Author(s): Morley CJ, Davis PG, Doyle LW, Brion LP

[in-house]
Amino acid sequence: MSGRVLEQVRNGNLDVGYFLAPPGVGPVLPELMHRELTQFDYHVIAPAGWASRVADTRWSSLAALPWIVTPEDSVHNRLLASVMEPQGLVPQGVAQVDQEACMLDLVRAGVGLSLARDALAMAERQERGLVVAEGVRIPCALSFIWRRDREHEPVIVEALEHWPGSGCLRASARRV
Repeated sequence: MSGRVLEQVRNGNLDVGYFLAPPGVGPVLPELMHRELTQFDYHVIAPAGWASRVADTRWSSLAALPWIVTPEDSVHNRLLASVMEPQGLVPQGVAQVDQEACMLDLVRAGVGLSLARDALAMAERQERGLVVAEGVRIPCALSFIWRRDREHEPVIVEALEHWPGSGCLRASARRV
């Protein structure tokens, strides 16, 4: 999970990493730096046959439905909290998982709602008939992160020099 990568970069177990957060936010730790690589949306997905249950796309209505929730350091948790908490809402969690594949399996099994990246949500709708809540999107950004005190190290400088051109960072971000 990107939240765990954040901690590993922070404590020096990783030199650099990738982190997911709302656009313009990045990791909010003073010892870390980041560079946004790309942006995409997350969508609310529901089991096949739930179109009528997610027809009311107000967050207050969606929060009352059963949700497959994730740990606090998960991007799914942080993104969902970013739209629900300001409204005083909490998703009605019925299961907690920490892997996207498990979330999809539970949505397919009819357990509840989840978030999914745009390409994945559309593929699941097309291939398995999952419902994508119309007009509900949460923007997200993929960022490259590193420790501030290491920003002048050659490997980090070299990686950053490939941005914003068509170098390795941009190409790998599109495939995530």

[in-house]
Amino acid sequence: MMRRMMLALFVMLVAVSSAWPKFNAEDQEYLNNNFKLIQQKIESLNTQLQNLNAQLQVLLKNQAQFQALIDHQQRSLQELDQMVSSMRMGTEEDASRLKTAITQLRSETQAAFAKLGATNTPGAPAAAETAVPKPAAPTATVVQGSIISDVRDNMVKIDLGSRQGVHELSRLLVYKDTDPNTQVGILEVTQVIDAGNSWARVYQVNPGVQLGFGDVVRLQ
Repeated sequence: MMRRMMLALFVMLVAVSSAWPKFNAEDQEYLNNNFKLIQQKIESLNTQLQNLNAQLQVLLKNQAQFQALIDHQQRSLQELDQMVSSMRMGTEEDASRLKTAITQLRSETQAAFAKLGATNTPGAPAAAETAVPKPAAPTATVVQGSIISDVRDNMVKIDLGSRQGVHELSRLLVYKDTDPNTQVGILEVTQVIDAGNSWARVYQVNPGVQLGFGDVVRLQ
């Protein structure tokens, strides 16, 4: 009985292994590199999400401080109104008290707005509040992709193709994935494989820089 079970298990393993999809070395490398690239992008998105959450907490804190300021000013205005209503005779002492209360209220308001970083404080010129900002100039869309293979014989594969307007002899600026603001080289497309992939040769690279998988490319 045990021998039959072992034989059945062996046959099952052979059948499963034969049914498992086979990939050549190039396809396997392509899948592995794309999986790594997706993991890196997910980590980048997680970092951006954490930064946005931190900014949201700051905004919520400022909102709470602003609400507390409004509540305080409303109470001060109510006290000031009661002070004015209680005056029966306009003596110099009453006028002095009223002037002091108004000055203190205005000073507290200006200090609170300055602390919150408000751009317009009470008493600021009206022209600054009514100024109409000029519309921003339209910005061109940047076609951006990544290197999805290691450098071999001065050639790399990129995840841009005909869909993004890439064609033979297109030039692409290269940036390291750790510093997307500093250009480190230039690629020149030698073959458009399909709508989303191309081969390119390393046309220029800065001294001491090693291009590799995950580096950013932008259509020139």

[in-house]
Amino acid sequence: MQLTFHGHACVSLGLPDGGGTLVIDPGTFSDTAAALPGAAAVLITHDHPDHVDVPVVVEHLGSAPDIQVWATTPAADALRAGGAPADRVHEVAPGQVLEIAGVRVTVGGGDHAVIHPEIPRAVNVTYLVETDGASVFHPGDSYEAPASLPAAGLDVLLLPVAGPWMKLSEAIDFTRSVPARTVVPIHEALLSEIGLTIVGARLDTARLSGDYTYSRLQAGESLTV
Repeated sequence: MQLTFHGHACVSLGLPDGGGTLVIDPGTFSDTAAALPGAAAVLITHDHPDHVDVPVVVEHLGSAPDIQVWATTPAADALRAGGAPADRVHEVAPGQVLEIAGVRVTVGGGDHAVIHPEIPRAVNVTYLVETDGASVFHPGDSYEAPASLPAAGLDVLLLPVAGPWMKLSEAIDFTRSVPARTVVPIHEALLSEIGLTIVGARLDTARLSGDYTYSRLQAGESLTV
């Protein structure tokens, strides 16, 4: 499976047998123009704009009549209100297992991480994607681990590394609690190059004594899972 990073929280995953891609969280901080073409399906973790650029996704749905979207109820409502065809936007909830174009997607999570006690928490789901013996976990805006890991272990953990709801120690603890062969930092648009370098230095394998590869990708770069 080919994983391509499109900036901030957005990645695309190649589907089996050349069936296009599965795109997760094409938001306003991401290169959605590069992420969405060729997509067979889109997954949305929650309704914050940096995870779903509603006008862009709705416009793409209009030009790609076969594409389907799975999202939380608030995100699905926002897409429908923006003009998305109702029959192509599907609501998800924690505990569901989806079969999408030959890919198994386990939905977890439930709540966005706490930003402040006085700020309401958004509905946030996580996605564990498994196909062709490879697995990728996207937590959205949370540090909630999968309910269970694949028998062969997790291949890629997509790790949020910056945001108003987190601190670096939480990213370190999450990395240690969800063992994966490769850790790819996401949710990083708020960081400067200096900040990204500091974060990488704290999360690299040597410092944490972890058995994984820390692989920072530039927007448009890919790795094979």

BACKGROUND: Bronchopulmonary dysplasia is associated with ventilation and oxygen treatment. This randomized trial investigated whether nasal continuous positive airway pressure (CPAP), rather than intubation and ventilation, shortly after birth would reduce the rate of death or bronchopulmonary dysplasia in very preterm infants. METHODS: We randomly assigned 610 infants who were born at 25-to-28-weeks' gestation to CPAP or intubation and ventilation at 5 minutes after birth. We assessed outcomes at 28 days of age, at 36 weeks' gestational age, and before discharge. RESULTS: At 36 weeks' gestational age, 33.9% of 307 infants who were assigned to receive CPAP had died or had bronchopulmonary dysplasia, as compared with 38.9% of 303 infants who were assigned to receive intubation (odds ratio favoring CPAP, 0.80; 95% confidence interval [CI], 0.58 to 1.12; P=0.19). At 28 days, there was a lower risk of death or need for oxygen therapy in the CPAP group than in the intubation group (odds ratio, 0.63; 95% CI, 0.46 to 0.88; P=0.006). There was little difference in overall mortality. In the CPAP group, 46% of infants were intubated during the first 5 days, and the use of surfactant was halved. The incidence of pneumothorax was 9% in the CPAP group, as compared with 3% in the intubation group (P<0.001). There were no other serious adverse events. The CPAP group had fewer days of ventilation. CONCLUSIONS: In infants born at 25-to-28-weeks' gestation, early nasal CPAP did not significantly reduce the rate of death or bronchopulmonary dysplasia, as compared with intubation. Even though the CPAP group had more incidences of pneumothorax, fewer infants received oxygen at 28 days, and they had fewer days of ventilation. (Australian New Zealand Clinical Trials Registry number, 12606000258550.).